As each day of economic free fall continues, many of us are struggling to figure out what to do next. Whole industries such as professional sports, corporate conventions, and vacation travel have been frozen in time with no full thaw in sight.
There are certainly some of us that need to embrace the most dramatic solution - to break the glass in case of emergency. Lawmakers refer to it as the 'nuclear option' when they make a legislative change that can't be undone and could come back to haunt them. For you, this could mean shutting your business permanently, changing careers altogether, possibly moving your family to a new home. These drastic measures may be required in some cases, but I'd like to propose a more subtle option.
Instead of breaking the glass, explore breaking the cycle.
Before social distancing and N95 masks entered your vocabulary, I'm sure there were some parts of your business that needed an upgrade. The current shutdown gives us time to put each element of our profession under the microscope to reimagine our approaches. Maybe retooling the prospecting method our sales teams use is long overdue. Or by really examining our production process, perhaps we could generate a solid boost in efficiency.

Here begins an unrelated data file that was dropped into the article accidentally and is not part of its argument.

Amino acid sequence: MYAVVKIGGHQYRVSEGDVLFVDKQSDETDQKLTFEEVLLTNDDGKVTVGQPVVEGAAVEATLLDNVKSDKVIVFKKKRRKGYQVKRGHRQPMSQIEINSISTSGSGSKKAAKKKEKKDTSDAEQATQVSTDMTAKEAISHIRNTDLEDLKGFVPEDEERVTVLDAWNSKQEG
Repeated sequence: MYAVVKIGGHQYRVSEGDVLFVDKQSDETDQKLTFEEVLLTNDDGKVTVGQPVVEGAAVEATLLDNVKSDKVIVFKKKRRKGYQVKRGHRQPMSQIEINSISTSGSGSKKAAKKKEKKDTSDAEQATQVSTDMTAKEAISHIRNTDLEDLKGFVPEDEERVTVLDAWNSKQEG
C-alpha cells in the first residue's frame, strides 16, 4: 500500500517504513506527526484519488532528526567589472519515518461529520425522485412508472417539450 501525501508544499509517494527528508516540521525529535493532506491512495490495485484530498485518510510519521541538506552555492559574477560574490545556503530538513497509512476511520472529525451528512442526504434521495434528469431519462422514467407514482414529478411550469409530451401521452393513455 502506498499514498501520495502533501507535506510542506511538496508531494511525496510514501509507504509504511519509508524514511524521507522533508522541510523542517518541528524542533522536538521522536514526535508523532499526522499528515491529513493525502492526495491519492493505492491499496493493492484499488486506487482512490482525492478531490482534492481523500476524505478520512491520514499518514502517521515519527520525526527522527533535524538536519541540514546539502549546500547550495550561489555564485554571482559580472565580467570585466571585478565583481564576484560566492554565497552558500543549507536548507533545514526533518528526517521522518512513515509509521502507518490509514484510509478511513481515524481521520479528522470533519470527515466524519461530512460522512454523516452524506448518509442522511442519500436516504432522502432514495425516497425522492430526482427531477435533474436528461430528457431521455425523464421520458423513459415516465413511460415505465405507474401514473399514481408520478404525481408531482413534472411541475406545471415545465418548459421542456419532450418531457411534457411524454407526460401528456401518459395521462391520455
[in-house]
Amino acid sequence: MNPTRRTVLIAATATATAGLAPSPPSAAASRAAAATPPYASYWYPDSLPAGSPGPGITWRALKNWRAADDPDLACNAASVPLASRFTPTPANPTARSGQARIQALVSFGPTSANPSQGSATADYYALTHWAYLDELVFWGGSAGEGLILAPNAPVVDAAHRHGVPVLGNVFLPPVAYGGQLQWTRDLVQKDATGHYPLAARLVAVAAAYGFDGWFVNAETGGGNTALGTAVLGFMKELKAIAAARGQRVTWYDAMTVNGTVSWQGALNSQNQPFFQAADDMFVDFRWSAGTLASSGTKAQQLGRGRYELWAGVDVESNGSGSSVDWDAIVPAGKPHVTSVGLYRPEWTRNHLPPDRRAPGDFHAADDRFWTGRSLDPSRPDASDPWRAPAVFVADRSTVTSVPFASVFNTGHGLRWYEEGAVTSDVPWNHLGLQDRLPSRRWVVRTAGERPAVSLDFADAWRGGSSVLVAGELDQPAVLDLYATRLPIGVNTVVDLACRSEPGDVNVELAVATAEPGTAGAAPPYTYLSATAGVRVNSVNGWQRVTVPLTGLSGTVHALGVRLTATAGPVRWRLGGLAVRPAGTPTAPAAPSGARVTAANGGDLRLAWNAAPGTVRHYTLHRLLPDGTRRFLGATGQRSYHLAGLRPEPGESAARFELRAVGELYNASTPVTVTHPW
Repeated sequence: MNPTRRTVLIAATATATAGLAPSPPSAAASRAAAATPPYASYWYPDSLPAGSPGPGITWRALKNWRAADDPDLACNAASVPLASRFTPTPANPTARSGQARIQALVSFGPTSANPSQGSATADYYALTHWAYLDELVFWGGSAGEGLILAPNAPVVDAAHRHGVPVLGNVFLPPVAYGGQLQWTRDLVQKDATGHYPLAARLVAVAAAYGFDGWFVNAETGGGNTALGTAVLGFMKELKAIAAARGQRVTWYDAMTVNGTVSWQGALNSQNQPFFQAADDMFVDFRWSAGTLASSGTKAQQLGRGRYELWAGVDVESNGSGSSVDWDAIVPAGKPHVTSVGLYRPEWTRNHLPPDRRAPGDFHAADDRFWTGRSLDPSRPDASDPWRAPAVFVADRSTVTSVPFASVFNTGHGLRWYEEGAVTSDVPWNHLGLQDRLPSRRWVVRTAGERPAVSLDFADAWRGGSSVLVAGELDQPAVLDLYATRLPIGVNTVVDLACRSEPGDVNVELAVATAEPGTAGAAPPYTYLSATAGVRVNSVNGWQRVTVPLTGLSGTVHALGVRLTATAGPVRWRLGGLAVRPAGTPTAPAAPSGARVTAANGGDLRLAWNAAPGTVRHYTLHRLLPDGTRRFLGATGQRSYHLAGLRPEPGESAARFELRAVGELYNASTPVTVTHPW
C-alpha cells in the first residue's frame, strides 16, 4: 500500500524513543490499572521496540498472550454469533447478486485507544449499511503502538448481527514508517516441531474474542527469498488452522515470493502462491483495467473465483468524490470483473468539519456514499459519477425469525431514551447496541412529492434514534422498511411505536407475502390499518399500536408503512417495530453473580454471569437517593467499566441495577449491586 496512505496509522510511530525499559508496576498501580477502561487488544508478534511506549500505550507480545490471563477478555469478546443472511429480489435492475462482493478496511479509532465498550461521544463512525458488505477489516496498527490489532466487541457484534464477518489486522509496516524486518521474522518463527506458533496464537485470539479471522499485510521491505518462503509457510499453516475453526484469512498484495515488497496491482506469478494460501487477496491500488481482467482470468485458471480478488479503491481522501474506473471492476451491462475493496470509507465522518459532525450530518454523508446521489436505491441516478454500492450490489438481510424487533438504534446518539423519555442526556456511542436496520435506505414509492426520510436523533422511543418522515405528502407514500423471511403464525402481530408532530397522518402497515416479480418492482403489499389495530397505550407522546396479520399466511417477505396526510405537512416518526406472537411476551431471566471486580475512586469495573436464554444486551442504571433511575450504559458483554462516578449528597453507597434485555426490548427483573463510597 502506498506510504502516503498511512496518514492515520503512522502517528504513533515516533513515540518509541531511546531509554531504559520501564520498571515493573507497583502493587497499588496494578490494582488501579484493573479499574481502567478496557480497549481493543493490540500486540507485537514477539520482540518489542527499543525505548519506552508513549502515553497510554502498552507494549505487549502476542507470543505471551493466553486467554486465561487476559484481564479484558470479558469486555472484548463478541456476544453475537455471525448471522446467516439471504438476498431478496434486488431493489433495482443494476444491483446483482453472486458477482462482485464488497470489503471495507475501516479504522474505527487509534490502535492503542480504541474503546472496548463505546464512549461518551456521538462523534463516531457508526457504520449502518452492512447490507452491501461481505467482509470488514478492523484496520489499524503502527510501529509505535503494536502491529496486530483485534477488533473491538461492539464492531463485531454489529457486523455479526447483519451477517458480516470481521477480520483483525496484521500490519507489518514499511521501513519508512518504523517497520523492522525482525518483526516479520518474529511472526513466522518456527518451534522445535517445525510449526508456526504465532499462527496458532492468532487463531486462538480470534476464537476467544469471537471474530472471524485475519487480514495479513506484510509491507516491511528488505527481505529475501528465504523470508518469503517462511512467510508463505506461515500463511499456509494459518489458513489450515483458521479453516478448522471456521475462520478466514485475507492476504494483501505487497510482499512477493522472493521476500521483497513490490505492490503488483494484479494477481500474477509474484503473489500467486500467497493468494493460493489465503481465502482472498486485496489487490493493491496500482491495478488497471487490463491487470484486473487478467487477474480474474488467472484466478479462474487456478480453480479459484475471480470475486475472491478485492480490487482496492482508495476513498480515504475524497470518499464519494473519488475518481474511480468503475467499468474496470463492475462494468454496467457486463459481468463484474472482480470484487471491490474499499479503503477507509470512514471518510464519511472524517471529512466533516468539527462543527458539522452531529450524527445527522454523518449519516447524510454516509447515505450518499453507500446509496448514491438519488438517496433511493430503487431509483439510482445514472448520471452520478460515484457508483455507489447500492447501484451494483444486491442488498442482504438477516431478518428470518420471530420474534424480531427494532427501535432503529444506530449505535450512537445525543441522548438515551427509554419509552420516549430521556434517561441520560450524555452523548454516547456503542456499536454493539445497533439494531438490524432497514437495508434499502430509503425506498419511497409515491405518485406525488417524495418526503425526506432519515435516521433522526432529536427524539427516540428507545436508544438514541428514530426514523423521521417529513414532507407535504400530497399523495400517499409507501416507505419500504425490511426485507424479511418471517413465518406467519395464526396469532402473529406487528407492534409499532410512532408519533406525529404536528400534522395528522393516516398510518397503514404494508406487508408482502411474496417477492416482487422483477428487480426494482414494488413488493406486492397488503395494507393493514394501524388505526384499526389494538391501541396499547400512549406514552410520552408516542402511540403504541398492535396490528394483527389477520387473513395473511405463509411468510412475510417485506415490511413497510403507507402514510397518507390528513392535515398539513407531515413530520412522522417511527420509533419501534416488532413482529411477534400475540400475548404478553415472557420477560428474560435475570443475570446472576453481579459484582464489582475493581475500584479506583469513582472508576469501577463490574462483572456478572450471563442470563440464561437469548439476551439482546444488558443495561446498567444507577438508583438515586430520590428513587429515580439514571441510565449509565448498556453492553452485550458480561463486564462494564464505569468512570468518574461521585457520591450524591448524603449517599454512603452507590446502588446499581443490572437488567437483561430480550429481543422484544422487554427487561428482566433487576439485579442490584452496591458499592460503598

The COVID-19 crisis gives us the opportunity to take a hard look at our businesses, with an eye to breaking old patterns in favor of new ones. The old saying, "You can't rebuild the plane while you're flying it" come to mind. With our metaphorical planes on the ground, it's the perfect time to rebuild.
Maybe you've been holding on to legacy models, systems, or even people, but were having a hard time making a hard decision. If there were ever an opportunity to make the tough call, the pandemic is giving you a red-carpet welcome to do so.
Post-virus times may be very different than the previous landscape, providing you another opportunity to break the cycle. Thinking about the needs and wants of your customers after our hibernation ends is another area to focus on when exploring a break from previous approaches.
I understand the angst; I'm feeling it too. But let's not overcorrect and break the glass unless we absolutely have to. Instead, let's find ways to break the cycle, using this shut down period as a test kitchen to design a better future. Before breaking the glass, we owe it to our teams, families, and communities to first explore all the possibilities of breaking the cycle instead.
Stay safe, stay strong, and only break glass in case of emergency.